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Wayland For The Ubuntu Unity Desktop Redux

Wayland

Published on 10 March 2011 05:50 PM EST
Written by Michael Larabel in Wayland
14 Comments

While there have been some battles waged recently between Canonical and GNOME developers over collaboration with regard to the Unity desktop shell and revenue sharing for purchases made within their online music store (even this morning with another post by Mark Shuttleworth), on a more positive and productive note: how's the Wayland plans coming along?

It was announced in early November that the Ubuntu Unity desktop will eventually use Wayland as its display server rather than an X.Org Server. In Mark Shuttleworth's post announcing Unity on Wayland he mentioned, "Timeframes are difficult. I'm sure we could deliver *something* in six months, but I think a year is more realistic for the first images that will be widely useful in our community. I’d love to be proven conservative on that :-) but I suspect it's more likely to err the other way. It might take four or more years to really move the ecosystem."

Since that November announcement there's been more Wayland activity with a much more lively Wayland mailing list, new patches coming about (e.g. to run Wayland off a Linux frame-buffer and a nested compositor back-end), GTK3 supporting Wayland, a Wayland back-end for Clutter, support for Mesa's EGL implementation, plans for good multi-monitor support, and various other milestones achieved. But are Canonical's adoption plans for Wayland still on track?

Wayland packages are available in Ubuntu 11.04, but as of right now they are still a ways out of date and they are certainly not part of the default stack. Fortunately, the latest Wayland code can run off of the mainline Linux kernel and Mesa for Intel and the open-source ATI / NVIDIA drivers. More people can now run Wayland, but there's still no support within the proprietary NVIDIA and ATI/AMD Linux drivers due to a lack of kernel mode-setting and GEM/TTM support. NVIDIA has no public plans to support Wayland right now, but it's only a matter of time.

In a private email exchange with Mark on Wednesday, I asked him if he's had any new comments, ideas, or expectations for where Wayland may be by Ubuntu 11.10 or Ubuntu 12.04 LTS. Mark quickly said that progress has been made, but in that time-frame, only "very specialist cases" will see Wayland.

Mark hasn't commented on what these specialist cases may be. Back in September when drinking beers with Kristian in Toulouse for the pre-Oktoberfest XDS 2010, it was learned that Intel may first deploy Wayland with MeeGo Touch. However, there's been nothing new on that topic as of late and Mark hasn't yet responded whether it would be mobile installations as the special cases where the Wayland-loaded Ubuntu may be first attempted.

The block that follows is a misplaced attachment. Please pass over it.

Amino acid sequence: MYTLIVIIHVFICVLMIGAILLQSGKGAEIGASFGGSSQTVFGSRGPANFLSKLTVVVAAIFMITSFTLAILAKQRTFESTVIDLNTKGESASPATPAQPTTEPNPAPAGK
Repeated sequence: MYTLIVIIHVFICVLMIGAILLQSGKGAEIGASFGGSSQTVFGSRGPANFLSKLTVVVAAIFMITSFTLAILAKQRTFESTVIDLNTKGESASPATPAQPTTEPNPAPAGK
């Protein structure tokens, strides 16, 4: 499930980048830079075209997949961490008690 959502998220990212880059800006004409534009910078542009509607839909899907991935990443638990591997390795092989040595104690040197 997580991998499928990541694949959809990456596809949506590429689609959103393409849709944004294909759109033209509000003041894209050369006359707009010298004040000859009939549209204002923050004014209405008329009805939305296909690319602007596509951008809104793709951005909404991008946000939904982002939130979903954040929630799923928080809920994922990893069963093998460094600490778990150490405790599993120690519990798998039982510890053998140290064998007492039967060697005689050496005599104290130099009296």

Mark though has been pleased with the uptick in Wayland activity. Kristian Høgsberg (the founder of the Wayland project) has also been fond of the Wayland endorsement for Ubuntu.

My personal feeling though is that we won't really see any wide-scale adoption of Wayland in the Canonical world until Ubuntu 12.10. It's after the next Long-Term Support release and by then more tool-kits and applications should be compatible with this display server. We may also see AMD and NVIDIA support Wayland within their binary drivers by that point. Even then there would still be fall-back support for supporting an X Server with legacy applications and obscure hardware/software configurations where Wayland is incompatible.

Hopefully more thorough Wayland and X discussions will take place at the next Ubuntu Developer Summit in May taking place in Hungary.

About The Author
Michael Larabel is the principal author of Phoronix.com and founded the web-site in 2004 with a focus on enriching the Linux hardware experience and being the largest web-site devoted to Linux hardware reviews, particularly for products relevant to Linux gamers and enthusiasts but also commonly reviewing servers/workstations and embedded Linux devices. Michael has written more than 10,000 articles covering the state of Linux hardware support, Linux performance, graphics hardware drivers, and other topics. Michael is also the lead developer of the Phoronix Test Suite, Phoromatic, and OpenBenchmarking.org automated testing software. He can be followed via and or contacted via .
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